501(c)3 Non-Profit | Empowering Haitian Families

Paying for Childcare – The State Department Says No?

Parents pay for their children’s needs, it’s that simple right?

Well, not quite.   Let take a look at a couple of things.

If you go to http://tomvanderwell.net/important-articles/  and scroll down to page 4 of the first article about how the US administration is about to make adoption harder, you’ll see a statement that seems like it’s not so simple……

Worse still, the proposed rules forbid families from paying for a child’s in‐country care once a match has taken place. This is a common practice, allowing parents to give their child quality nutrition, medicine, and childcare while they wait for the adoption to be finalized.

So you read that and it sounds like it is a horrible thing that will harm the children if it is implemented.   If a child is matched to a family, he or she should be able to begin receiving the type of nutrition, medicine and childcare that they would get once they are home, right?

I mean it’s pretty simple – if you are going to adopt a child, why shouldn’t you financially support your child while you wait?

There are a number of reasons that this isn’t as simple as it first appears……

Common Practice – the author of the article says that paying for the child’s care during the adoption is a common practice.   Excuse me, but when did “everyone is doing it” a good reason to do something?   If everyone cheated on their taxes would the author, Jayme Metzgar, advocate that we all cheat on our taxes?  Just because everyone is doing it doesn’t mean it is wise or good.

Accountability – Ask yourself, if an orphanage has 50 children and 20 of them are matched with children, are they going to give those 20 children more food than the other 30 kids?   Are they going to give those 20 kids medicine when they are sick but not the other 30?   Are they going to have more nannies caring for those 20 kids and less for the other 30?

No, of course not.  They can’t do that.  Keeping track of which kids get two bowls of rice and which ones only get one bowl would be a logistical nightmare.   “I’m sorry, K, you can’t have runny nose medicine, you aren’t part of the 20 who have families group.”

It’s not possible to do that, it is a logistical and accountability nightmare.   So then if an orphanage does collect monthly child care fees, what happens to that money? Two possibilities:

  • It goes into the general fund of the orphanage.   Let’s look at the example above.   Let’s say that orphanage is collecting $400 a month for each of the 20 children who are matched with families.   That is $8,000 a month that would go into the general fund of  the orphanage.   Can $8,000 a month do a lot of good for an orphanage, yes it can.  But if it goes into the general fund, then it is split equally between the care for all of the children.   So if you take that $400 a month and spread it out over all 50 children, then the adoptive parents who are waiting and paying $400 a month to care for their child are really only getting maybe $160 per month of support for their child.  That doesn’t seem quite as attractive for adoptive parents does it?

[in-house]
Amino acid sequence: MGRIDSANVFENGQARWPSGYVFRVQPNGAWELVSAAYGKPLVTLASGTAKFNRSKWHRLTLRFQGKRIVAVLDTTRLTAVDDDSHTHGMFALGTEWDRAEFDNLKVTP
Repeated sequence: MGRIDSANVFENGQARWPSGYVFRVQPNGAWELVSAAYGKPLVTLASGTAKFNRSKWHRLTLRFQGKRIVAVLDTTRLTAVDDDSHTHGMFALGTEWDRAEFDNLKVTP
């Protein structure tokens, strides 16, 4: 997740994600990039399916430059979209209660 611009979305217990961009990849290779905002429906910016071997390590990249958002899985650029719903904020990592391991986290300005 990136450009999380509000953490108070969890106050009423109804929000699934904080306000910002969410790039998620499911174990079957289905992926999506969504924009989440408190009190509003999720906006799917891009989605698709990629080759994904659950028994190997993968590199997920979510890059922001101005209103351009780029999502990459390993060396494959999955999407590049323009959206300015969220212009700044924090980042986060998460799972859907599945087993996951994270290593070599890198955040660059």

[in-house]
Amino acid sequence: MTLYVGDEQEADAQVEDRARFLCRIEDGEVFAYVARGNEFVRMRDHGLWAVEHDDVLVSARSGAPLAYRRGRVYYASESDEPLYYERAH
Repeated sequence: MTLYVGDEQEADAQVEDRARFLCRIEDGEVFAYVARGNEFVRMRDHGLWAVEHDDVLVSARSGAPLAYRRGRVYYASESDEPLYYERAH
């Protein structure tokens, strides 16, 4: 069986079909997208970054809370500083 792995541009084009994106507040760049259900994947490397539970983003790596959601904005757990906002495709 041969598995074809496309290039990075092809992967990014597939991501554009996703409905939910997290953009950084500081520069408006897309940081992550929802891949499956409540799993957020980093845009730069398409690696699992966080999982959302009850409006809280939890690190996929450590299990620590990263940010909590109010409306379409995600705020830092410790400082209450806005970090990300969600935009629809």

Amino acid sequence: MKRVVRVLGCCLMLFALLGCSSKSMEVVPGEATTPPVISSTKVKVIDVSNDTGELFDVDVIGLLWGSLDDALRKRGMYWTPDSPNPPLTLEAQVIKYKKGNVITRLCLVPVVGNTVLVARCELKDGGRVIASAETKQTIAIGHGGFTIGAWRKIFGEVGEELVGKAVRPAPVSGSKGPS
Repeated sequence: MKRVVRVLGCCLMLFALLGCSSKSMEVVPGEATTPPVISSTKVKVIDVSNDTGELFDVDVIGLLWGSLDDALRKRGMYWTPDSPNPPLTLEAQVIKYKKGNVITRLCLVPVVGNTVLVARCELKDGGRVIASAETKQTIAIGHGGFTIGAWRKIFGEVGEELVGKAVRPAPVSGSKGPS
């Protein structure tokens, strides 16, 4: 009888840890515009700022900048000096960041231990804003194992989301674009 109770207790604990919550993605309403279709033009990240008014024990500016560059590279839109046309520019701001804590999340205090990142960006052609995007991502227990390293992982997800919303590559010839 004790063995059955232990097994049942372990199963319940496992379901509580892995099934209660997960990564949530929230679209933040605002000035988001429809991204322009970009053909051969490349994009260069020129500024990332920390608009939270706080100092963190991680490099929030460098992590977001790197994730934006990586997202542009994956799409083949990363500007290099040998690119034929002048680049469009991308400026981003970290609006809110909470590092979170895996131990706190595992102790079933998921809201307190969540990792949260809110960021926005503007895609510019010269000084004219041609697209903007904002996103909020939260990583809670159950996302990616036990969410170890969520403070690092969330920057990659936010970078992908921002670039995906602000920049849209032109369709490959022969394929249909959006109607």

• It gets “used” for something else.  Whether that is something legitimate for the orphanage or it is something less than legitimate (personal use for staff), there is the possibility that it could be used for something else, something outside of the care of that particular child.

Urgency – ask yourself, if an orphanage is overloaded, they have way more work, way more adoption paperwork to do, way more challenges to handle than they have the staff to complete the work and they have a choice to make.  Do they:

  • Work on the adoption paperwork that will get say 10 of the children closer to being ready to go home and reduce their monthly income by $4,000 a month.
  • Work on something else.   Adoption paperwork will keep moving but it won’t be done with the urgency and will keep the kids and the money there longer.   Maybe the “something else” will be something that raises money, maybe it won’t.   But either way, it won’t get the children home as fast.

Now ask yourself, if you were an orphanage director and you had a choice – allocate resources that will finish adoptions sooner and generate say $50,000 in income ($5000 in adoption fees per 10 of the kids) or do something else that will not advance the funding, which would you do?

Yeah, that’s the problem.  A monthly child care fee for adoptive parents does not create the urgency that orphanages and adoption agencies need to be able to get the children out of an institutional setting and home to their adoptive parents as quickly as possible.

The author strongly implies that monthly fees, while your child is still at the orphanage, are a common and good thing.   I disagree.

I think that the proposed rules that no longer allow that practice are actually a good thing.

So if an orphanage has 50 children and they have, let’s say 40 of the 50 (80%) matched with parents, and the actual cost of caring for the kids is $400 per month per child, how do they cover those costs?

Stay tuned, I’ll have some thoughts on that in the next article.

In the meantime, ask yourself, wouldn’t it be better to support families and keep them together whenever possible…….?

Tom V









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